(Hylocereus undatus – Family Cactaceae)
Dragon Fruit, pitihaya/pitaya/pitahaya, red pitahaya, night blooming cereus, strawberry pear, Belle of the Night, conderella plant
cierge-lézard/poire de chardon (French), Distelbirn/Echte Stachelbirn/Drachenfrucht (German), skogskaktus/röd pitahaya (Swedish), Pa-nani-o-ka (Hawaii), cato-barse/cardo-ananaz (Portuguese), pitahaya roja/blanca (Colombia/Mexico/Venezuela), flor de caliz/pitajava (Puerto Rico), junco/junco tapatio/pitahaya orejona/reina de la noche/tasajo (Mexico), pitahaya de cardó
The Hylocereus and Selenicereus species of cacti occur roughly from Mexico and Texas to Peru and Argentina.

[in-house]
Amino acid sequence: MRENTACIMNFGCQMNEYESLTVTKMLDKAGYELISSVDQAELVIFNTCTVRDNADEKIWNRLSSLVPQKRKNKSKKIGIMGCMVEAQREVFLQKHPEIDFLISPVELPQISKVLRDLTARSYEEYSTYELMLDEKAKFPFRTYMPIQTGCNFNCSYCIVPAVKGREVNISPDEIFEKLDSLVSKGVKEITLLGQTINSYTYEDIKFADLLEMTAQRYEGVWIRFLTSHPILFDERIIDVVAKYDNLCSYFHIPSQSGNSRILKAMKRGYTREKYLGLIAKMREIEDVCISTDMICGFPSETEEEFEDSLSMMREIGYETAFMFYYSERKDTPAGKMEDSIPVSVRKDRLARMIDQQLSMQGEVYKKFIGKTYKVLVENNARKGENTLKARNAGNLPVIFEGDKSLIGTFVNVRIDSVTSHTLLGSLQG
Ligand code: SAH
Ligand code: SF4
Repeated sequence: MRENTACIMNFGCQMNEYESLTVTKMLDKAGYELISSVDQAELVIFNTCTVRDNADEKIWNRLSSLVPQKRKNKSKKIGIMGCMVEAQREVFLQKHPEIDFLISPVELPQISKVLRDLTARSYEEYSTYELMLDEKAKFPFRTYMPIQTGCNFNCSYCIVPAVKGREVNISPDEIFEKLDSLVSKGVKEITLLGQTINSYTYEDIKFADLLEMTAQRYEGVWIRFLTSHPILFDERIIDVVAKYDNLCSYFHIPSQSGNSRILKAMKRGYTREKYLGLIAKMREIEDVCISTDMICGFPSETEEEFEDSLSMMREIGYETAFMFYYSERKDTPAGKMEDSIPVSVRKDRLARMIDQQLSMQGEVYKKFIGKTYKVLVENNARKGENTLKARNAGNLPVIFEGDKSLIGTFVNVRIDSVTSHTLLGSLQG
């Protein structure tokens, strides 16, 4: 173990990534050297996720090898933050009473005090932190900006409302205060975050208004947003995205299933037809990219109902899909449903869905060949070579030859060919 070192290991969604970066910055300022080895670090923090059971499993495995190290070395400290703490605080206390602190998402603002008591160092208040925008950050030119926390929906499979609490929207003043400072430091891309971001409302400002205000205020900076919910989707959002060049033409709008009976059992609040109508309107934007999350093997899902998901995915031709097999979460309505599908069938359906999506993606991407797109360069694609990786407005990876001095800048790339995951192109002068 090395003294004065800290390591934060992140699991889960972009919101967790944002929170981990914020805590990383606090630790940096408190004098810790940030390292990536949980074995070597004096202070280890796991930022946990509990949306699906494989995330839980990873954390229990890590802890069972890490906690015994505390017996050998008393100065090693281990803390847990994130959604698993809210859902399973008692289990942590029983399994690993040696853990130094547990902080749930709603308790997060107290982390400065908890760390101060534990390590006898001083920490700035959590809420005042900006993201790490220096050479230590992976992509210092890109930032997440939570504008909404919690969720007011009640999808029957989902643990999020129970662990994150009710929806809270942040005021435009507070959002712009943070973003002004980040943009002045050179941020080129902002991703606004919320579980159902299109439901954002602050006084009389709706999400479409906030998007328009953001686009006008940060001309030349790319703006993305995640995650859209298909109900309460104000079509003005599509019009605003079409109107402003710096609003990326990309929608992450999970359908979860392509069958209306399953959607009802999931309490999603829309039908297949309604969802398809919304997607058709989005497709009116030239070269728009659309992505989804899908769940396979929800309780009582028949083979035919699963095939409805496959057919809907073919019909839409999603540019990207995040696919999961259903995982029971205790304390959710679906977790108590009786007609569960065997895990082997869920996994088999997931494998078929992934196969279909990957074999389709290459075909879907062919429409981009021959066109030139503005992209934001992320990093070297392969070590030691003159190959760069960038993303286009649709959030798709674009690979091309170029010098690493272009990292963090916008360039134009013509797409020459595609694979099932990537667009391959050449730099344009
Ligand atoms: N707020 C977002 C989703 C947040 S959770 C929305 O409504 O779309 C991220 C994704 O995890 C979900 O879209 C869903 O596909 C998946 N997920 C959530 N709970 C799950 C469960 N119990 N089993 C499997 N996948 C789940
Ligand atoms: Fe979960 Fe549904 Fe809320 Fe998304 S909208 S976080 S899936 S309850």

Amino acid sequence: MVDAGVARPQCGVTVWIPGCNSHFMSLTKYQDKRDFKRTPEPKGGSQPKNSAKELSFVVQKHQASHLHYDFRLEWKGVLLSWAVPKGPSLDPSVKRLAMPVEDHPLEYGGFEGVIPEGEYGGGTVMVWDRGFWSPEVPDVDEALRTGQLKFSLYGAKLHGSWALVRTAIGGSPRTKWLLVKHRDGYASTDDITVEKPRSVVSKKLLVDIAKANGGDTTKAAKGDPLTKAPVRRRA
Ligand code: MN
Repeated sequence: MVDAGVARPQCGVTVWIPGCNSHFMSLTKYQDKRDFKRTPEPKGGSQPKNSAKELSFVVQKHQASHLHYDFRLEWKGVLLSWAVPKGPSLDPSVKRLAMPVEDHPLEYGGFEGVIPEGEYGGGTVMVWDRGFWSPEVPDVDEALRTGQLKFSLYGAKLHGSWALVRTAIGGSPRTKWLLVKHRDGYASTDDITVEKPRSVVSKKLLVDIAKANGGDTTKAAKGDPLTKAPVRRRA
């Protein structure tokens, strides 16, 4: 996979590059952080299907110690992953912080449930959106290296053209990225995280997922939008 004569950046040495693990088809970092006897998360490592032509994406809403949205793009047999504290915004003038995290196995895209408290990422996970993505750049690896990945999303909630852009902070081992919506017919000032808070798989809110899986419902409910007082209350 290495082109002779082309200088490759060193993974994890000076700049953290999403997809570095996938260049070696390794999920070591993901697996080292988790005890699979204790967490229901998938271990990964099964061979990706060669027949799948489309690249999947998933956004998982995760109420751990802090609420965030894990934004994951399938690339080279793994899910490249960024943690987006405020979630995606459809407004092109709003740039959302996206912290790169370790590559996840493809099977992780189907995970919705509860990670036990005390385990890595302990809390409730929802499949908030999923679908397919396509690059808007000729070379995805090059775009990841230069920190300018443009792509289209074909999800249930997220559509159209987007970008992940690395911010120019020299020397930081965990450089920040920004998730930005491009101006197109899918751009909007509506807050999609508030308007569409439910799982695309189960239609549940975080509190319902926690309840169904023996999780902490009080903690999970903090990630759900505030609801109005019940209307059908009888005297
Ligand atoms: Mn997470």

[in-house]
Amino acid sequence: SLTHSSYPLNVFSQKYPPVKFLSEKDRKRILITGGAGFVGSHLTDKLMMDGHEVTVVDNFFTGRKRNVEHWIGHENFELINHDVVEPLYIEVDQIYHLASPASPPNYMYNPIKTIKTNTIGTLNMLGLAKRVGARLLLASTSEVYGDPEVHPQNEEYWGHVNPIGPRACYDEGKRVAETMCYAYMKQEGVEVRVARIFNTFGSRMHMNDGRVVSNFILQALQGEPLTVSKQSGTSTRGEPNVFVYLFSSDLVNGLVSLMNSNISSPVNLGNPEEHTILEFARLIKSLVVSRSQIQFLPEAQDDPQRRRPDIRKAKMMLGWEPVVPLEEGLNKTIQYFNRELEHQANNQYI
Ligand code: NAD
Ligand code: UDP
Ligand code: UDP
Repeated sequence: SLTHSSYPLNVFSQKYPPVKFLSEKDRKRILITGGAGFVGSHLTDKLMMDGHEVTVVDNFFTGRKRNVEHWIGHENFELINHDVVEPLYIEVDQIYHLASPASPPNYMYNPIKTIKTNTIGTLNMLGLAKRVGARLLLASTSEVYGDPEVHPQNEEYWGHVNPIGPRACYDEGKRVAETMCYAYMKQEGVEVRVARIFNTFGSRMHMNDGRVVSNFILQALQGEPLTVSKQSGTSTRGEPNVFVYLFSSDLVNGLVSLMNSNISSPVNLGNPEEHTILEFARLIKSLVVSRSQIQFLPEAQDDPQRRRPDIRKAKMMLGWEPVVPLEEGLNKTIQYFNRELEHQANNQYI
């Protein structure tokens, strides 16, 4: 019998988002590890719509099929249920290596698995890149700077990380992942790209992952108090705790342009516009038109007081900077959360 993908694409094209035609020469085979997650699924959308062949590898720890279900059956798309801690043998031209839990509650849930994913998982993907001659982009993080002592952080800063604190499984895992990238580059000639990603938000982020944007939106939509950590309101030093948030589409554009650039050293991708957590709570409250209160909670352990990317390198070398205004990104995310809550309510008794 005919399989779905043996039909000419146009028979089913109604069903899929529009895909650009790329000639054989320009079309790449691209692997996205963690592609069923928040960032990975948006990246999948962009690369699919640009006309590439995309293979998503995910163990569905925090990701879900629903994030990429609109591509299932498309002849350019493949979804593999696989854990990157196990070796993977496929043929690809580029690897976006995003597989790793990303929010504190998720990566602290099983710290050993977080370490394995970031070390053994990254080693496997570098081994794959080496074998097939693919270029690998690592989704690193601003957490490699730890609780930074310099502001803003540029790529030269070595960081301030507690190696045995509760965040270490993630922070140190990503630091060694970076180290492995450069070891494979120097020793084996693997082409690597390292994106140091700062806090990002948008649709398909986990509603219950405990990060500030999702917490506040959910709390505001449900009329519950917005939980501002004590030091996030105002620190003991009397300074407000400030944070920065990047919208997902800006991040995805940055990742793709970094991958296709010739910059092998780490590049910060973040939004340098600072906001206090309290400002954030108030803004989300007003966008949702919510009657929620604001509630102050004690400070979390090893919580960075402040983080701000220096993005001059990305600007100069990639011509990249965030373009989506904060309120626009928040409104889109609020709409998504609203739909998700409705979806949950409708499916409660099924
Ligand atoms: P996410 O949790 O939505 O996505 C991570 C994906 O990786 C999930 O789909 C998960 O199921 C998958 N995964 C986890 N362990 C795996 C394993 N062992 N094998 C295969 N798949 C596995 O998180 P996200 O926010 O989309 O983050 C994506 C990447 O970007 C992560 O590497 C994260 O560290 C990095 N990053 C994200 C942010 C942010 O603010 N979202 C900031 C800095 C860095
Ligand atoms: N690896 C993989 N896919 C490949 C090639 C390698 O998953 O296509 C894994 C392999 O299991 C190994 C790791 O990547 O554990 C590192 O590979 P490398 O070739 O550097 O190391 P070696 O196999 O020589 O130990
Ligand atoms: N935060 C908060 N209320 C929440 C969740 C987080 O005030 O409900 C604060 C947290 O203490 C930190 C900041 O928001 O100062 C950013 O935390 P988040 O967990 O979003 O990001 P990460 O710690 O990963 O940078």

The Hylocereus species have been commercially cultivated in the Americas and in Vietnam.
Various types of columnar and climbing cacti bear fruits that are referred to as pitaya; but, generally, the fruit comes in yellow and pink versions.
Pink dragon fruit are large, fuschia-colored, and about four inches long. They are covered with pointed green-tipped scales, much like the leaves of a globe artichoke. Inside, however, they are a spectacular sight.
The translucent pearly-white flesh is dotted with a mass of edible black seeds, which add an appealing crunch, much like that of kiwi fruit. The taste is sweet, with a slightly acidic melon-like flavour.
Yellow dragon fruits look more like prickly pears or mini-pineapples, but the taste is the same as the pink variety.
Yellow dragon fruit are ripe when golden all over, but both varieties should yield when gently squeezed. They are best eaten when ripe and cold, with a little lemon to enhance their flavour. When the flesh is scooped out, the shells can be used as serving dishes. Ripened fruits can be refrigerated for up to three days.